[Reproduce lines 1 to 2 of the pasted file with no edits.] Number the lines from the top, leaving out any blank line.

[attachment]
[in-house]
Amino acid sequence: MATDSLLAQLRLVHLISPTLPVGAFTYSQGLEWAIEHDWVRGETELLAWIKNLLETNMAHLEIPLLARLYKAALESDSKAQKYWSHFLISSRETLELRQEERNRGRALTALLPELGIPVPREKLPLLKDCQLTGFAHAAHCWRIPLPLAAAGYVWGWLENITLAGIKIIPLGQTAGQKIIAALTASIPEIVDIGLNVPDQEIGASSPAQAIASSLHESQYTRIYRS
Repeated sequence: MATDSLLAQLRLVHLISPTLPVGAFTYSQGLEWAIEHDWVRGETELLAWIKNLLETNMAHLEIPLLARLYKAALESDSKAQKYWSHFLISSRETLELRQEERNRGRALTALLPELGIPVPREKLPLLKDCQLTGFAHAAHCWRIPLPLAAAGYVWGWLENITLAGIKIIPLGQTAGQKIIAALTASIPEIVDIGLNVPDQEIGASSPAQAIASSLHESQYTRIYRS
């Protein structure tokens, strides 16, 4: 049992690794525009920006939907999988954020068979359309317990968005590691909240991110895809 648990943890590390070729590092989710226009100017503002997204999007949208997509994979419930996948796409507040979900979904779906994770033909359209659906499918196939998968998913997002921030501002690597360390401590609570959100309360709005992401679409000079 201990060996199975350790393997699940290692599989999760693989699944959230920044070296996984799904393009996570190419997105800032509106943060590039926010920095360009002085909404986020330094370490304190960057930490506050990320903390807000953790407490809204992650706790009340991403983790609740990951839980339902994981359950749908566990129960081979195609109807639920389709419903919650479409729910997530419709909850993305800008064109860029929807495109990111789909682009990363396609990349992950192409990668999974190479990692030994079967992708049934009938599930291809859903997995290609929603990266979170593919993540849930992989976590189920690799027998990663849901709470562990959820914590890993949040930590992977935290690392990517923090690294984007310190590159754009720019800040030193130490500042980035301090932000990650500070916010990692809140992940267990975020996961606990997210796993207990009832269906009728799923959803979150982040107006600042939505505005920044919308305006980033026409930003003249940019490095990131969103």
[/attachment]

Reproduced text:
[in-house]
Amino acid sequence: MATDSLLAQLRLVHLISPTLPVGAFTYSQGLEWAIEHDWVRGETELLAWIKNLLETNMAHLEIPLLARLYKAALESDSKAQKYWSHFLISSRETLELRQEERNRGRALTALLPELGIPVPREKLPLLKDCQLTGFAHAAHCWRIPLPLAAAGYVWGWLENITLAGIKIIPLGQTAGQKIIAALTASIPEIVDIGLNVPDQEIGASSPAQAIASSLHESQYTRIYRS